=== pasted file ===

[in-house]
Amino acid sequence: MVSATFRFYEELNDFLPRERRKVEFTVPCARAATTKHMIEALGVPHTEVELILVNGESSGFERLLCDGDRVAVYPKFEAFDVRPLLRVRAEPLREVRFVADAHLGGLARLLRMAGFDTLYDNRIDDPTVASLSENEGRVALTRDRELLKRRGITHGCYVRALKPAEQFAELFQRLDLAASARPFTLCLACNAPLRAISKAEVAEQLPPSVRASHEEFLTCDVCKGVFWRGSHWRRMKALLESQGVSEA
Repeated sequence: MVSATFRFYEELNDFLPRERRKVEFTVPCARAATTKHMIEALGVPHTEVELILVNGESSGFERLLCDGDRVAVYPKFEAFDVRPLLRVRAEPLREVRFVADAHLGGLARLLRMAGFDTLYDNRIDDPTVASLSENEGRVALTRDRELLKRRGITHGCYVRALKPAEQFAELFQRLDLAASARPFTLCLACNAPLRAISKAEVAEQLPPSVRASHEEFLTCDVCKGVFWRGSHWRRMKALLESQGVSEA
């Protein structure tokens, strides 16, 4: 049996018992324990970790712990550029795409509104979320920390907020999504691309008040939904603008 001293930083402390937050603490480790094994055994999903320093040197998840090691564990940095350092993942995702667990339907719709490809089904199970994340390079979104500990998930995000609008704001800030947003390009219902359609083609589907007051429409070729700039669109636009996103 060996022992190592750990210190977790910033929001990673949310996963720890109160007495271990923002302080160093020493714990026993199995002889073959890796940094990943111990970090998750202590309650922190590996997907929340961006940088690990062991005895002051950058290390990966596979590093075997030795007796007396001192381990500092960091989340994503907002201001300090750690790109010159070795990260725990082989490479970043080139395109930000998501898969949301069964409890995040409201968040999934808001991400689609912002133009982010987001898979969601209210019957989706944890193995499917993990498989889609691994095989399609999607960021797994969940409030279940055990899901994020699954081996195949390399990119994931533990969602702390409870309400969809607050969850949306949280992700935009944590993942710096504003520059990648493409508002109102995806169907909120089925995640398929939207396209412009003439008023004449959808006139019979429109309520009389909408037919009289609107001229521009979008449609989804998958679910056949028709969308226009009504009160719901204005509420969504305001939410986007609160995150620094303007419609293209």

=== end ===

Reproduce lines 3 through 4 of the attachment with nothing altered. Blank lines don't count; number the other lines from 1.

Repeated sequence: MVSATFRFYEELNDFLPRERRKVEFTVPCARAATTKHMIEALGVPHTEVELILVNGESSGFERLLCDGDRVAVYPKFEAFDVRPLLRVRAEPLREVRFVADAHLGGLARLLRMAGFDTLYDNRIDDPTVASLSENEGRVALTRDRELLKRRGITHGCYVRALKPAEQFAELFQRLDLAASARPFTLCLACNAPLRAISKAEVAEQLPPSVRASHEEFLTCDVCKGVFWRGSHWRRMKALLESQGVSEA
């Protein structure tokens, strides 16, 4: 049996018992324990970790712990550029795409509104979320920390907020999504691309008040939904603008 001293930083402390937050603490480790094994055994999903320093040197998840090691564990940095350092993942995702667990339907719709490809089904199970994340390079979104500990998930995000609008704001800030947003390009219902359609083609589907007051429409070729700039669109636009996103 060996022992190592750990210190977790910033929001990673949310996963720890109160007495271990923002302080160093020493714990026993199995002889073959890796940094990943111990970090998750202590309650922190590996997907929340961006940088690990062991005895002051950058290390990966596979590093075997030795007796007396001192381990500092960091989340994503907002201001300090750690790109010159070795990260725990082989490479970043080139395109930000998501898969949301069964409890995040409201968040999934808001991400689609912002133009982010987001898979969601209210019957989706944890193995499917993990498989889609691994095989399609999607960021797994969940409030279940055990899901994020699954081996195949390399990119994931533990969602702390409870309400969809607050969850949306949280992700935009944590993942710096504003520059990648493409508002109102995806169907909120089925995640398929939207396209412009003439008023004449959808006139019979429109309520009389909408037919009289609107001229521009979008449609989804998958679910056949028709969308226009009504009160719901204005509420969504305001939410986007609160995150620094303007419609293209």